COMMENTARY | The student loan debt crisis is enormous and a bursting bubble could drag down the entire U.S. economy. The Associated Press reports that two-thirds of 2011 college graduates had student loan debt, up 5 percent from the year before, and the average debt load was $26,600. To help with such a nationwide debt burden, the Obama administration has passed a federal student loan “Pay as You Earn” repayment plan based on graduates’ discretionary income that goes into effect on Dec. 21. College graduates would have their loan repayments capped at 10 percent of discretionary income and their loans forgiven after 20 years. This program, which is considerably more generous than a previous version that had a higher cap and lengthier repayment period, is available to some 1.6 million college grads.
This program sounds great, especially to college students, but could cause more harm than good. The focus to easing the student loan crisis needs to be on reducing the cost of college, not spending more tax dollars subsidizing loans. The Pay as You Earn plan tacitly encourages colleges and universities to keep tuition and fees high, knowing that incoming students are more likely to opt for more expensive education “packages” based on the assumption that Uncle Sam will be be generous later. Pay as You Earn is medicine that treats the symptoms but does nothing to cure the disease.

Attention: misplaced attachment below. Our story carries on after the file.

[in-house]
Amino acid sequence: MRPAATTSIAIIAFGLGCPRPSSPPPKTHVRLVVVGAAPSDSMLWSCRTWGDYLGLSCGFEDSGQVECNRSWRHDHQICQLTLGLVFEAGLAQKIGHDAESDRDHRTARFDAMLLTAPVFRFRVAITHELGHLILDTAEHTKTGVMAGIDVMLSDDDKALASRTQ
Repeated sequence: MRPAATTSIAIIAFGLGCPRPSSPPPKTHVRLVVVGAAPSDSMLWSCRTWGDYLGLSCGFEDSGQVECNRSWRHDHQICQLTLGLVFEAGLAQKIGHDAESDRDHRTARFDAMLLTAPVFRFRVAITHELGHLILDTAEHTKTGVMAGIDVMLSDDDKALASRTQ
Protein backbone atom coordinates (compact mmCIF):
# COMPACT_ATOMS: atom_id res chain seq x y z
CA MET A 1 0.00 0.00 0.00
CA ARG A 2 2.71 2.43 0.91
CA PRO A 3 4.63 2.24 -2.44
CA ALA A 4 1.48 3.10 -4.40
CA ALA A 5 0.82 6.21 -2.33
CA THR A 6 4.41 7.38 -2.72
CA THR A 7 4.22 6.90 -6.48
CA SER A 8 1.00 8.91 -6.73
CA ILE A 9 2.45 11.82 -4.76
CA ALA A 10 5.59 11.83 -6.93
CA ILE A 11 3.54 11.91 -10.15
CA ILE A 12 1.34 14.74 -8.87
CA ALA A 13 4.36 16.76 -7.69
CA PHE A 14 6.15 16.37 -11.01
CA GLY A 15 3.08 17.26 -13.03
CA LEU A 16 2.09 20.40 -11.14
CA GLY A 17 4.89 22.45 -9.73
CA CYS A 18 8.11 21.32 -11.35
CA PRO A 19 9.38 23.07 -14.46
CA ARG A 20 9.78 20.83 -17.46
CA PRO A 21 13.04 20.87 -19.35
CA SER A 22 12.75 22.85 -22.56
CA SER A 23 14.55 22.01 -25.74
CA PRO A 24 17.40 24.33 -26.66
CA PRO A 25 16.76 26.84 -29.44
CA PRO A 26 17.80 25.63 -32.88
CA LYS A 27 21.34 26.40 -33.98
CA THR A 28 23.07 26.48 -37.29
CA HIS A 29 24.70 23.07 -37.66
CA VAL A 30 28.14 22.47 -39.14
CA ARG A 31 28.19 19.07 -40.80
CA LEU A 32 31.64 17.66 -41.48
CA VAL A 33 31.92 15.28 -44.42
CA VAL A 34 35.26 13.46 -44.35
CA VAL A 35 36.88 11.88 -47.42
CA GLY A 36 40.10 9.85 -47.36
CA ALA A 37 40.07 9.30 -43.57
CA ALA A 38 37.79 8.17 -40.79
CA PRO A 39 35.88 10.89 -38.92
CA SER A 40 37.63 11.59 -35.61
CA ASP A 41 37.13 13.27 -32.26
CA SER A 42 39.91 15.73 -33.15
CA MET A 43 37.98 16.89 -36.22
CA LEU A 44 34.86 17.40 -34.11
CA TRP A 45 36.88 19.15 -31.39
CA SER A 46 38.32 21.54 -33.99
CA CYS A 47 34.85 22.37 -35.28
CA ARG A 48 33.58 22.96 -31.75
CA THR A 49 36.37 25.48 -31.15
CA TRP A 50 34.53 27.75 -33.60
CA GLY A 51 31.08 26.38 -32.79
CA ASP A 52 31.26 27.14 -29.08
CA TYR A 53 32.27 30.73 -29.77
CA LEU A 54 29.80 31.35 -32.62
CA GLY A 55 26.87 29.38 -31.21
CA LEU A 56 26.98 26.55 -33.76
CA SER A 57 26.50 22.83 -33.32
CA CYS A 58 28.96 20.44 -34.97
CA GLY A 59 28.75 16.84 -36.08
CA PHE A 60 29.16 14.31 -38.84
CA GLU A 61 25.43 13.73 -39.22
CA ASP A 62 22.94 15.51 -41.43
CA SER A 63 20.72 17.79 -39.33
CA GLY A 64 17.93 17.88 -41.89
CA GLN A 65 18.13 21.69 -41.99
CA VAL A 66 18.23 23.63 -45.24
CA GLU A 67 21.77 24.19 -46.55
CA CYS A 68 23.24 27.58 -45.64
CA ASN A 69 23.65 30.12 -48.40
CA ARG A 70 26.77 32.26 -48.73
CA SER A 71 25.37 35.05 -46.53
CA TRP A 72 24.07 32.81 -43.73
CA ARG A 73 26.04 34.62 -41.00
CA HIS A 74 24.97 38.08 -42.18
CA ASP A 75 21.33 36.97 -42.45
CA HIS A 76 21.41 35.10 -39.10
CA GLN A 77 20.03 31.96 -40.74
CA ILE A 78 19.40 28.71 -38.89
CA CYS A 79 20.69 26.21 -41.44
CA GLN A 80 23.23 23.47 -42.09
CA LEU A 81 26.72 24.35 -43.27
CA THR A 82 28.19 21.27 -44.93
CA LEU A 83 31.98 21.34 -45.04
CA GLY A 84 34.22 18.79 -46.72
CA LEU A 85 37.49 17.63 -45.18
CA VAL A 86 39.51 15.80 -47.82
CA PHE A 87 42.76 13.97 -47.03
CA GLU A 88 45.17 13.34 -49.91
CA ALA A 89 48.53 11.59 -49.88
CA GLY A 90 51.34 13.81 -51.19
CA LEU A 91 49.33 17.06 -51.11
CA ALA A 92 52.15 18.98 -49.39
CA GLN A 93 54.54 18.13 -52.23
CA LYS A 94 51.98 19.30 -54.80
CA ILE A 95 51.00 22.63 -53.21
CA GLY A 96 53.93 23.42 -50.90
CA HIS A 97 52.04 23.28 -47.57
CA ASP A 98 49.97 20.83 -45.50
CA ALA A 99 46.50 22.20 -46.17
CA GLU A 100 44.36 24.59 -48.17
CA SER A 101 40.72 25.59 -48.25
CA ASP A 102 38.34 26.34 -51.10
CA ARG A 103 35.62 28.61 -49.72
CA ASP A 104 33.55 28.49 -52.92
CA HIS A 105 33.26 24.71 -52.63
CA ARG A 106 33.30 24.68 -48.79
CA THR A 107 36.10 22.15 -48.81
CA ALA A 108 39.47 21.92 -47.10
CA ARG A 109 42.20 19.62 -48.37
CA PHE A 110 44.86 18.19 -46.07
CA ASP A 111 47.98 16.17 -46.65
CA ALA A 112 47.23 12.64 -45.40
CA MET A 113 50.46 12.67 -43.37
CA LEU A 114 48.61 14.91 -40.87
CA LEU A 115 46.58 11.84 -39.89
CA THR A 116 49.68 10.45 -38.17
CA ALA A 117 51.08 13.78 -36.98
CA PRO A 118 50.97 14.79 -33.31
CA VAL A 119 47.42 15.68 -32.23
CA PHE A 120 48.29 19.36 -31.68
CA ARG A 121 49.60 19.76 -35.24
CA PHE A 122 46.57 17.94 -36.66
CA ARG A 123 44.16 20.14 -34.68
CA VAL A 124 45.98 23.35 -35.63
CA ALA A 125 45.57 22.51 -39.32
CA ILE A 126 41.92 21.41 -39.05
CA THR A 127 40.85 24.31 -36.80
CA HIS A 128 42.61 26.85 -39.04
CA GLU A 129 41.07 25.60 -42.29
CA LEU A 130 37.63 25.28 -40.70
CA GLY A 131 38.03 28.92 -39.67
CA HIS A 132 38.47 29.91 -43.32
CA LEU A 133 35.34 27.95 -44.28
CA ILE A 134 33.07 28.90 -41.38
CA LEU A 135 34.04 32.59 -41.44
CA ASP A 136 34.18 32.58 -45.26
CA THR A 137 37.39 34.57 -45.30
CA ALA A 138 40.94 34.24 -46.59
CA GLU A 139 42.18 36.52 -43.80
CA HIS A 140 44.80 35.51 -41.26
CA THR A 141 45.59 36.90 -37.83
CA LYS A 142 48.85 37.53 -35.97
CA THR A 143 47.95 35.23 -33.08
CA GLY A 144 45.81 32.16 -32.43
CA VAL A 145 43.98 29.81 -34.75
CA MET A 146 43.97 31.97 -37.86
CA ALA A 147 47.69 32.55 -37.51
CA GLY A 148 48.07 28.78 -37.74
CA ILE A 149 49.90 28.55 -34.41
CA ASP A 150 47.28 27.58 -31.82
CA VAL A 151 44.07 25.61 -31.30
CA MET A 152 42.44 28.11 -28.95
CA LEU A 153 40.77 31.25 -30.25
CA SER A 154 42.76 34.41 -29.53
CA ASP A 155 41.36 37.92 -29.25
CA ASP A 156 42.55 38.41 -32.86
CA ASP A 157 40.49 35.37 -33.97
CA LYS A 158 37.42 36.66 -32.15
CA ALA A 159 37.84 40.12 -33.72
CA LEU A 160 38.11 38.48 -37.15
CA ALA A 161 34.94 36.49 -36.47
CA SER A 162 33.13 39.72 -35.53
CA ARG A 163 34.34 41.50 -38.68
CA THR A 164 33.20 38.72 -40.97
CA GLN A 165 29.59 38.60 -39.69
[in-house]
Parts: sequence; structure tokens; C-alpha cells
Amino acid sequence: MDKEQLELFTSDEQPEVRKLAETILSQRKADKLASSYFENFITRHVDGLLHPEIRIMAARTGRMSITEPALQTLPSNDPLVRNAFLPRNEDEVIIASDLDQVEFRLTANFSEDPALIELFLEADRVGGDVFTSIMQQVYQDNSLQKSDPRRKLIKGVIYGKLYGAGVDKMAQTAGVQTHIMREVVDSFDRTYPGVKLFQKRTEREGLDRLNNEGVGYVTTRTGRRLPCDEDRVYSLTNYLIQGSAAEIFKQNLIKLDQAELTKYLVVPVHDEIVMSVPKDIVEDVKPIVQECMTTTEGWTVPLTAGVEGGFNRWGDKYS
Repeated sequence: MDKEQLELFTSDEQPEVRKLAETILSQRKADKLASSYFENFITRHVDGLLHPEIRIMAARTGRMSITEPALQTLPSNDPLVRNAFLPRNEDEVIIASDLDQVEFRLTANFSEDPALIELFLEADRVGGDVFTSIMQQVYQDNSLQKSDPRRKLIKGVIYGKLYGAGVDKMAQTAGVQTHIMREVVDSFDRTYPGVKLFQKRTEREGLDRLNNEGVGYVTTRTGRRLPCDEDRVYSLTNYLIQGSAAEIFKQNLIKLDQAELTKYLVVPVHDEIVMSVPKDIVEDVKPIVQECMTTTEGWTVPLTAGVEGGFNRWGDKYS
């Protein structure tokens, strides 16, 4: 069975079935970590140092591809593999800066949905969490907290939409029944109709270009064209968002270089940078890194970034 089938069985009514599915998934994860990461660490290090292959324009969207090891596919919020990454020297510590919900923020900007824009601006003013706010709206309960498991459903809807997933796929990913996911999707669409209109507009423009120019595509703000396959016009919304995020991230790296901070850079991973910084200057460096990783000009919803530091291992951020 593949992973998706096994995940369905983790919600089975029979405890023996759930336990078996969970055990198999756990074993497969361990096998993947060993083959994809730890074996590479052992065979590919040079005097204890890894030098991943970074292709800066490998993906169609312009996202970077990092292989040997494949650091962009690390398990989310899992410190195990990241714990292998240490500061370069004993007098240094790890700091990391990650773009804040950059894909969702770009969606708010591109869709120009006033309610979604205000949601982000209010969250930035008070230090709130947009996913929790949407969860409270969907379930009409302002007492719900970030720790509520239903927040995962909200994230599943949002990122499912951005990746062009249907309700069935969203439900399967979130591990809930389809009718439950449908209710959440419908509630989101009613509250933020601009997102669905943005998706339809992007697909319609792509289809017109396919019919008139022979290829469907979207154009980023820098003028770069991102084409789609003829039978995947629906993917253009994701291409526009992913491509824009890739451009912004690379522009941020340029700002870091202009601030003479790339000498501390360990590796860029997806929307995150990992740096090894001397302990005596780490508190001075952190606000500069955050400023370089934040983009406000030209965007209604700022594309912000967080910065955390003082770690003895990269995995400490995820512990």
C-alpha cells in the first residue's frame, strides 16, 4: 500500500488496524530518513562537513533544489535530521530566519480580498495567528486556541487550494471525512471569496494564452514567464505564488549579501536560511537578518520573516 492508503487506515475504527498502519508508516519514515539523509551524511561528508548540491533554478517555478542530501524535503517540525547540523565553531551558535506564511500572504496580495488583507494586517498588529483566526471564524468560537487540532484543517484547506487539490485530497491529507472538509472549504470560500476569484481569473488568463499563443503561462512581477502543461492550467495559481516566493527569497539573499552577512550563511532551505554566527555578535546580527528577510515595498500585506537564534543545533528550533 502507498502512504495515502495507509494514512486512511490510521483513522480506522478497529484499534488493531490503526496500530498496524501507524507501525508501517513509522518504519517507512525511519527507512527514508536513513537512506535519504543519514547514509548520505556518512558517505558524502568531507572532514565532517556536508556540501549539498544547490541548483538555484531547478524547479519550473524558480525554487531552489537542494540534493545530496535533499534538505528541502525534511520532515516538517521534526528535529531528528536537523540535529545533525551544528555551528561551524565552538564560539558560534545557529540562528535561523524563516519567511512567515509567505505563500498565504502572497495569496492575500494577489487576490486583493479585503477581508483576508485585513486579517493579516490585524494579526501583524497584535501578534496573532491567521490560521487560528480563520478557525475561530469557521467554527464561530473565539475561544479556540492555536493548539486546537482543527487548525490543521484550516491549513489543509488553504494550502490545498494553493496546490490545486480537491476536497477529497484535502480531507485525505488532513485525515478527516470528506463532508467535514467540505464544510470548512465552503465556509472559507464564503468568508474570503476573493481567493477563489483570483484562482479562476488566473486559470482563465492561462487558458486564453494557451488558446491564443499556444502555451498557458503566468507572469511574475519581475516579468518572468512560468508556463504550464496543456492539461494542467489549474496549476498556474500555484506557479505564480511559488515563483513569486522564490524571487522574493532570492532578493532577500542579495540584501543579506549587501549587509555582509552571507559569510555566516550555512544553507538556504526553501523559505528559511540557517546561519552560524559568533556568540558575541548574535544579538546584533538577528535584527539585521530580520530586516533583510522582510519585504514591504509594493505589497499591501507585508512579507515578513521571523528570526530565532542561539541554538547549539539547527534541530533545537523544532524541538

A second problem involves the increased rates of underemployment for today’s — and tomorrow’s — college graduates. With federal student loan payments capped at 10 percent of graduates’ discretionary pay we all suffer from rampant underemployment among young college grads. Higher and higher percentages of twentysomethings will graduate with tens of thousands of dollars in federal debt and have to pay them off with low-paying hourly jobs. By making this meager payment acceptable the government is effectively condoning underemployment and overeducation, telling the public it is fine to let those with Master’s degrees languish as baristas, waiters, clerks, and cashiers.
Making underemployment acceptable harms both society and the young people who suffer from jobs that do not utilize their skills and experiences. Young people will have less trouble paying back their student loans but will struggle nonetheless, living in a nation that applauds itself on paying off student debt but avoids trying to increase the number of good jobs that pay salaries and benefits. We’re throwing twentysomethings a band-aid, nothing more.